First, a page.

My school reunion filled me with dread. Then something strange happened (2024)

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Kate Halfpenny



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When it arrived, the invitation was not unexpected but still created disquiet. Stuck on the fridge with a seahorse magnet, it sent out an invisible pulse with every rummage for raspberries or Fanta within.

Time to text the friends I shared everything with in 1984. Body waves, first Island Coolers, Esprit windcheaters, a passion for Perfect Match, debates about Rob Lowe v Andrew McCarthy (not even really a question).

My school reunion filled me with dread. Then something strange happened (1)

So. Ladies. We going to our 40th school reunion lunch?

There are good reasons high school reunions are fear and loathing scenarios. Not least the reality you’d had great times and friends, but not many you were interested in revisiting over intervening decades.

I had anxiety that teenage insecurities about thighs and bad fringes would be triggered, along with memories of the smell of the bathroom incinerator and the time I faked a faint on camp. Concerns my life went in unexpected post-school directions I didn’t want to explain. The knowledge I needed to apologise to Sue for the drunken 21st speech.

And yeah, had to decide what to wear.

My school reunion filled me with dread. Then something strange happened (2)

That bit was cinchy in the end, once I decided not to die wondering, then decided on a cool sexy look. Derailed on the day by family houseguests and a car flat battery, I had a five-second shower while my grandniece Seren chose olive cargo pants with a silk shirt and ankle boots, no make-up, out the door.

All the way to Korowa in Glen Iris I worried about deodorant. Rendezvoused with my fabulous mate Tordy, marched in as wing women, got our name badges, beelined to the bar.


What a spin-out, meeting experienced women I’d last seen when we were girls living at home, trying to get our licences and get rid of virginity. Suddenly, we were not far off 60, so far into life and career grooves we’re starting to look beyond. At least one of the 32 who showed up was a grandmother, one a 2024 Archibald Prize nominee (go Jac!).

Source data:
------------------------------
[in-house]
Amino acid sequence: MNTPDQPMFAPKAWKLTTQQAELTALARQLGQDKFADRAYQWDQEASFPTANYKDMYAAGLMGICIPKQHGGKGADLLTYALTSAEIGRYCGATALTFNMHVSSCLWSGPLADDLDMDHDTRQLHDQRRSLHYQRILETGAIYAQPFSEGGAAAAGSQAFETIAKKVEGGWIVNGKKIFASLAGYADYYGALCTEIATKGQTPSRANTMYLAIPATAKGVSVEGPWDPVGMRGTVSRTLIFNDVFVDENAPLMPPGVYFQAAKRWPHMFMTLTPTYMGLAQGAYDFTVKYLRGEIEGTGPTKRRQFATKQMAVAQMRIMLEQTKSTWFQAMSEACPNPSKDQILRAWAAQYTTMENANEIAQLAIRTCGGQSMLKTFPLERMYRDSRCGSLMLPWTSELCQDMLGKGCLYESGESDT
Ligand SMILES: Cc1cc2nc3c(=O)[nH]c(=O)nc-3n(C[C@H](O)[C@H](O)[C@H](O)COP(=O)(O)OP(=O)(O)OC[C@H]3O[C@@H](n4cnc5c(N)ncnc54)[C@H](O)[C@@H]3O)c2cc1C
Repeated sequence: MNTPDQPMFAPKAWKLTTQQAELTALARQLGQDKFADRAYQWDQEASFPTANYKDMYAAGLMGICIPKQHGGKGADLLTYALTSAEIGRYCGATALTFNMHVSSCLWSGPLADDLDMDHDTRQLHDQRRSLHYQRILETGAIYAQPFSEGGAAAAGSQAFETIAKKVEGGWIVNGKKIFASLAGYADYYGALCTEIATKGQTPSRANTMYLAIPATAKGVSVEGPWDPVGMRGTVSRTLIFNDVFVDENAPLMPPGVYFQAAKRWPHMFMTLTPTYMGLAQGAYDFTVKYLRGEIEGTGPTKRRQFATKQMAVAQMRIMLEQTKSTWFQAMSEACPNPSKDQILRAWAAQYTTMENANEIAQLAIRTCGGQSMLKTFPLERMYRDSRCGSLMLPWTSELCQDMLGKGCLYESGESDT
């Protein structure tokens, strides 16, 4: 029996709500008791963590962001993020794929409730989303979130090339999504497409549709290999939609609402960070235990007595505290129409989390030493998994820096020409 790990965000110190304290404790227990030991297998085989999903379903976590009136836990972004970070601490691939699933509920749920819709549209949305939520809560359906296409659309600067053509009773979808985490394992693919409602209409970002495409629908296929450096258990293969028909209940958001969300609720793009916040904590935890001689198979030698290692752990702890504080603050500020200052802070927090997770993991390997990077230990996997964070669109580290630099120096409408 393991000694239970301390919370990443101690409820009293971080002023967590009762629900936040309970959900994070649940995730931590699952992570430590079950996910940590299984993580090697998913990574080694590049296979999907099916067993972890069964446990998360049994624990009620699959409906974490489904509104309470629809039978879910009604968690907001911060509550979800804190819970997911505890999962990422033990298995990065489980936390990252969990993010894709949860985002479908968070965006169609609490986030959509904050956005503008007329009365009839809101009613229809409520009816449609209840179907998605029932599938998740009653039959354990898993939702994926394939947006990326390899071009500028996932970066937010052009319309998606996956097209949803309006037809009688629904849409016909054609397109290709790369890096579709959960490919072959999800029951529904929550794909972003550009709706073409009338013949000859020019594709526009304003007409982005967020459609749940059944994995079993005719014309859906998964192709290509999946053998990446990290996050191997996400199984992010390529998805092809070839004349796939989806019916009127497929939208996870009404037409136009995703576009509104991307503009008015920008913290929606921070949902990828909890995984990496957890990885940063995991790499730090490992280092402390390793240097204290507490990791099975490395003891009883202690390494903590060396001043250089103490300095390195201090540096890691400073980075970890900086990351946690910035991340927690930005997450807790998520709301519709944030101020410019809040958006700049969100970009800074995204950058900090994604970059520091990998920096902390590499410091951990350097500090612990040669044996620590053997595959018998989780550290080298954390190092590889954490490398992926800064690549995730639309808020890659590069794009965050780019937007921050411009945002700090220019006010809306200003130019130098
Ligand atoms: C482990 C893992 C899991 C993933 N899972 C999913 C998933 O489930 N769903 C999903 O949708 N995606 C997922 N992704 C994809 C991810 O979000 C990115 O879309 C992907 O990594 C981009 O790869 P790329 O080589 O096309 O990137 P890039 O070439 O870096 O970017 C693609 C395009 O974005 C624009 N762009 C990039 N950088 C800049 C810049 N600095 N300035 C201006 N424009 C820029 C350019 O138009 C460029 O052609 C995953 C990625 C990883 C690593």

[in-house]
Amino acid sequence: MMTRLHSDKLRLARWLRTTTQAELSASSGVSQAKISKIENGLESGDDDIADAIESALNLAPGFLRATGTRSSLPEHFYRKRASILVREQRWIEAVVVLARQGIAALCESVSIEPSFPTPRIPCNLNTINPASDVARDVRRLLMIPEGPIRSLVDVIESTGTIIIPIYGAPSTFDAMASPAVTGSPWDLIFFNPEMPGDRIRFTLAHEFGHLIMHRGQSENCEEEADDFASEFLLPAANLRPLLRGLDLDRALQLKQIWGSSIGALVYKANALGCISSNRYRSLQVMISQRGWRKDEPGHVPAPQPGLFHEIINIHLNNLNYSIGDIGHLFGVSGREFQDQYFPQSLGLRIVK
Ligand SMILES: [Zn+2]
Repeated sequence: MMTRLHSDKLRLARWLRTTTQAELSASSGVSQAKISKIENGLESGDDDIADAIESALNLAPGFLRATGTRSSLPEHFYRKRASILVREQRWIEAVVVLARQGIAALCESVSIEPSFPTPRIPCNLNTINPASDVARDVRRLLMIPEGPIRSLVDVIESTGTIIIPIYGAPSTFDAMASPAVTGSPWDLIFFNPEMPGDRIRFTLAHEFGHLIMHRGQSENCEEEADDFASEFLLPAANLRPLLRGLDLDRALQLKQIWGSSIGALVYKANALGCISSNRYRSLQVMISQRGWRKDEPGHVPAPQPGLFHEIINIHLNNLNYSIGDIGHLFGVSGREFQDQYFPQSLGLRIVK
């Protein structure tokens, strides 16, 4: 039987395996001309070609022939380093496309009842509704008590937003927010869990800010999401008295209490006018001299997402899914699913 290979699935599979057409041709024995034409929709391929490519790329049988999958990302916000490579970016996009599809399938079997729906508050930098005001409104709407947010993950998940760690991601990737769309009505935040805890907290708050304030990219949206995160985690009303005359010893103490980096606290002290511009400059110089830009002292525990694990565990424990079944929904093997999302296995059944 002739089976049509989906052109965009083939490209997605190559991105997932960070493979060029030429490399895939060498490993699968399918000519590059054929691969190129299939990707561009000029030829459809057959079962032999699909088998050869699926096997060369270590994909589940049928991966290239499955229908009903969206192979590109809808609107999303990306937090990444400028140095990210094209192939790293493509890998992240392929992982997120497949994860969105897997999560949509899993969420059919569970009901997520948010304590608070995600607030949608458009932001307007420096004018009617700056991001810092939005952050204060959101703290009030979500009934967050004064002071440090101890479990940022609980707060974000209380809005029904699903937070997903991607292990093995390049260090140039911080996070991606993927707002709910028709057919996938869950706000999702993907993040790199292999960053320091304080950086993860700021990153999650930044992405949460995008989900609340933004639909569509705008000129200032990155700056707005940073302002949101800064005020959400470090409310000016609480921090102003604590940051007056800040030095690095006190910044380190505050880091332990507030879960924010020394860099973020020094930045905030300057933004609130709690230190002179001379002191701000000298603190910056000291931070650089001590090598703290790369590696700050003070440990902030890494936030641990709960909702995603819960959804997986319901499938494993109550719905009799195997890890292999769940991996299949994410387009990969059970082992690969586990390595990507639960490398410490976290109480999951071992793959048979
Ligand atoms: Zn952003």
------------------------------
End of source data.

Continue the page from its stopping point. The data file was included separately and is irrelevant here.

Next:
I was converted. The reunion is something everyone should try at least once. Don’t worry if you think there’s no point, that you’re not the same person you were then. Nobody is. The high school you is the prototype. The pre-you.

At our lunch, everyone had changed. Kids, careers, loss, love will do that. But the weird thing was that to me, everyone was also always and forever an 18-year-old with flippy hair and a constant laugh, wearing the same dusty shorts every day of the Central Australia trip, some boy’s name spelt out on their pencil case.

High school is a trial of uncertainty and angst, of trying to figure out who you are, how to stand out, how to fit in. At our reunion, none of that mattered. We’re so far down the track, so far beyond peer pressure and needing to prove ourselves, that mostly we just laughed at old memories.


Jane had the best line of the day: “I married someone I didn’t love, so we’re still good friends.” The wisdom, evolution and truth of that was light years off back in the day.

Even 10 years ago, we would have shown photos of kids and talked Botox and bad bosses, but four decades had brought us full circle back to us.

A couple of things the reunion taught me: that I missed Nicki, gone forever, when the subject of her favourite honey and peanut butter rolls was raised.

That you may think you’re going back for acceptance, but it’s really to reconnect and reminisce.


That I went to school somewhere with incredible resources – and now a damn cool principal – and that it’s a moral failure most kids don’t have access to that education.

That, as the song goes, it really is later than you think. The years between turning 18 and 58 have gone in what feels like two months.

It’s time to love and be loved, nurture friendships, find purpose and meaning. To embrace the idea of being right here, right now, and knowing how good that is.

Kate Halfpenny is the founder of Bad Mother Media.

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My school reunion filled me with dread. Then something strange happened (2024)


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